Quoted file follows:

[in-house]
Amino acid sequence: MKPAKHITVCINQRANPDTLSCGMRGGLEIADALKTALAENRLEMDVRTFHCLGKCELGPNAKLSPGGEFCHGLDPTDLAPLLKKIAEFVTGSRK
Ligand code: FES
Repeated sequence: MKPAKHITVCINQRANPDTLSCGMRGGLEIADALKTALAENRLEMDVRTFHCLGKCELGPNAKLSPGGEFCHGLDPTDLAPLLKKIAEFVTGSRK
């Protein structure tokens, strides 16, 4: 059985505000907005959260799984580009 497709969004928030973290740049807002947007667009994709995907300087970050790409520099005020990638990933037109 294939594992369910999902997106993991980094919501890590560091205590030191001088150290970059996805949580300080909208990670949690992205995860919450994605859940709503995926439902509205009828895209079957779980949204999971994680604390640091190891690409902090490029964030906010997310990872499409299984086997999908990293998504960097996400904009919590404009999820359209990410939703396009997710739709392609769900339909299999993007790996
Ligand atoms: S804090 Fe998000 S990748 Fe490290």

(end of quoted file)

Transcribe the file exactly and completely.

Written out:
[in-house]
Amino acid sequence: MKPAKHITVCINQRANPDTLSCGMRGGLEIADALKTALAENRLEMDVRTFHCLGKCELGPNAKLSPGGEFCHGLDPTDLAPLLKKIAEFVTGSRK
Ligand code: FES
Repeated sequence: MKPAKHITVCINQRANPDTLSCGMRGGLEIADALKTALAENRLEMDVRTFHCLGKCELGPNAKLSPGGEFCHGLDPTDLAPLLKKIAEFVTGSRK
């Protein structure tokens, strides 16, 4: 059985505000907005959260799984580009 497709969004928030973290740049807002947007667009994709995907300087970050790409520099005020990638990933037109 294939594992369910999902997106993991980094919501890590560091205590030191001088150290970059996805949580300080909208990670949690992205995860919450994605859940709503995926439902509205009828895209079957779980949204999971994680604390640091190891690409902090490029964030906010997310990872499409299984086997999908990293998504960097996400904009919590404009999820359209990410939703396009997710739709392609769900339909299999993007790996
Ligand atoms: S804090 Fe998000 S990748 Fe490290």